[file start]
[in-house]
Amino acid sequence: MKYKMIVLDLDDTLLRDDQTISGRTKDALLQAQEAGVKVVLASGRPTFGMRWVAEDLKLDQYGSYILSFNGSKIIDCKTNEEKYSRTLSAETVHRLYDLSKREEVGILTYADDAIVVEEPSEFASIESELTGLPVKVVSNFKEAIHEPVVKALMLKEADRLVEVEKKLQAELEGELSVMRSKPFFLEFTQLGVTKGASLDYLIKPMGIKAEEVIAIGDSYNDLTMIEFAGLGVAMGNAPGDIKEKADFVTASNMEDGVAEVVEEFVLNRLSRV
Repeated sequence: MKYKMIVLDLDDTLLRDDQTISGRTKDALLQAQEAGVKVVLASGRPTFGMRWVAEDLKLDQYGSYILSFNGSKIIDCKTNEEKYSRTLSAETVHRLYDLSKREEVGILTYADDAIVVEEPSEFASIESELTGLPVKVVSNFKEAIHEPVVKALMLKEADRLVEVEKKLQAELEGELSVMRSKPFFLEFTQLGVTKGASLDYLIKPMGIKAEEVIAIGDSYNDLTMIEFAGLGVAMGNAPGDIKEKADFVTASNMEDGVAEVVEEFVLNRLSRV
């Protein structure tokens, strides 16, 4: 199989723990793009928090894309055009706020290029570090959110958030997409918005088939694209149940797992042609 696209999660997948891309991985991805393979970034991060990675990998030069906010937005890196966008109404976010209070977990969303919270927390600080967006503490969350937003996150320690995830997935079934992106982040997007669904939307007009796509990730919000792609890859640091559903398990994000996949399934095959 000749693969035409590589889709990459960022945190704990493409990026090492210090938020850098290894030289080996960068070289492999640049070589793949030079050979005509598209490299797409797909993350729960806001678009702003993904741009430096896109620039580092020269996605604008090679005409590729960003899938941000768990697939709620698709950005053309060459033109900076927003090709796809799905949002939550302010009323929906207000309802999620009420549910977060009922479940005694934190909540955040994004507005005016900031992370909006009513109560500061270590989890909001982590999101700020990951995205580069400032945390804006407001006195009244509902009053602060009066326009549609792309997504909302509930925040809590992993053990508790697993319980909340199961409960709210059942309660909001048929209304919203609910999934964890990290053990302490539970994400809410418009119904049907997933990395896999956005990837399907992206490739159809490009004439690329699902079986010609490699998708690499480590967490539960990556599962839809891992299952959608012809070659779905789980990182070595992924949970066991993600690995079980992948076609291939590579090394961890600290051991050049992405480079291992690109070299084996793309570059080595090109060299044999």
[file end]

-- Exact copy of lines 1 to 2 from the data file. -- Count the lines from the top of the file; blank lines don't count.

[in-house]
Amino acid sequence: MKYKMIVLDLDDTLLRDDQTISGRTKDALLQAQEAGVKVVLASGRPTFGMRWVAEDLKLDQYGSYILSFNGSKIIDCKTNEEKYSRTLSAETVHRLYDLSKREEVGILTYADDAIVVEEPSEFASIESELTGLPVKVVSNFKEAIHEPVVKALMLKEADRLVEVEKKLQAELEGELSVMRSKPFFLEFTQLGVTKGASLDYLIKPMGIKAEEVIAIGDSYNDLTMIEFAGLGVAMGNAPGDIKEKADFVTASNMEDGVAEVVEEFVLNRLSRV